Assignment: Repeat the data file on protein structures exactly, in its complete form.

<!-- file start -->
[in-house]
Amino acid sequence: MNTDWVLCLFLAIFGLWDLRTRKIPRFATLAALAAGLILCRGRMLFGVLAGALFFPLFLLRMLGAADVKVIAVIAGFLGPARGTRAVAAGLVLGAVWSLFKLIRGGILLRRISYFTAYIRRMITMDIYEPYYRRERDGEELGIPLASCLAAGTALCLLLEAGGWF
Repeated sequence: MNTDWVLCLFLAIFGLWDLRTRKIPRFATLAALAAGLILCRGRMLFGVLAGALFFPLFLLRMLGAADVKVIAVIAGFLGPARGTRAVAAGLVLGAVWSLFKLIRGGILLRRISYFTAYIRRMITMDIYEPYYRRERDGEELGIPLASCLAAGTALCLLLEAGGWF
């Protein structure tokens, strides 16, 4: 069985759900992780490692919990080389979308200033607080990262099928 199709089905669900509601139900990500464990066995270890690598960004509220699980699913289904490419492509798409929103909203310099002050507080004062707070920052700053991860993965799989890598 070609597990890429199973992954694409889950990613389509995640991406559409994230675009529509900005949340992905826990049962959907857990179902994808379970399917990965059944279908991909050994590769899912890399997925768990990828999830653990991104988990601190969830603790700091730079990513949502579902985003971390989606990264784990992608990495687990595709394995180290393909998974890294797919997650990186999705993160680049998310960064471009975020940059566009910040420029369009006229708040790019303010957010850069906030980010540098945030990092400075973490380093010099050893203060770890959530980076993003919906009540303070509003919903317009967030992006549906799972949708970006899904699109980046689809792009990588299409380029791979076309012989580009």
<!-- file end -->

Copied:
[in-house]
Amino acid sequence: MNTDWVLCLFLAIFGLWDLRTRKIPRFATLAALAAGLILCRGRMLFGVLAGALFFPLFLLRMLGAADVKVIAVIAGFLGPARGTRAVAAGLVLGAVWSLFKLIRGGILLRRISYFTAYIRRMITMDIYEPYYRRERDGEELGIPLASCLAAGTALCLLLEAGGWF
Repeated sequence: MNTDWVLCLFLAIFGLWDLRTRKIPRFATLAALAAGLILCRGRMLFGVLAGALFFPLFLLRMLGAADVKVIAVIAGFLGPARGTRAVAAGLVLGAVWSLFKLIRGGILLRRISYFTAYIRRMITMDIYEPYYRRERDGEELGIPLASCLAAGTALCLLLEAGGWF
């Protein structure tokens, strides 16, 4: 069985759900992780490692919990080389979308200033607080990262099928 199709089905669900509601139900990500464990066995270890690598960004509220699980699913289904490419492509798409929103909203310099002050507080004062707070920052700053991860993965799989890598 070609597990890429199973992954694409889950990613389509995640991406559409994230675009529509900005949340992905826990049962959907857990179902994808379970399917990965059944279908991909050994590769899912890399997925768990990828999830653990991104988990601190969830603790700091730079990513949502579902985003971390989606990264784990992608990495687990595709394995180290393909998974890294797919997650990186999705993160680049998310960064471009975020940059566009910040420029369009006229708040790019303010957010850069906030980010540098945030990092400075973490380093010099050893203060770890959530980076993003919906009540303070509003919903317009967030992006549906799972949708970006899904699109980046689809792009990588299409380029791979076309012989580009």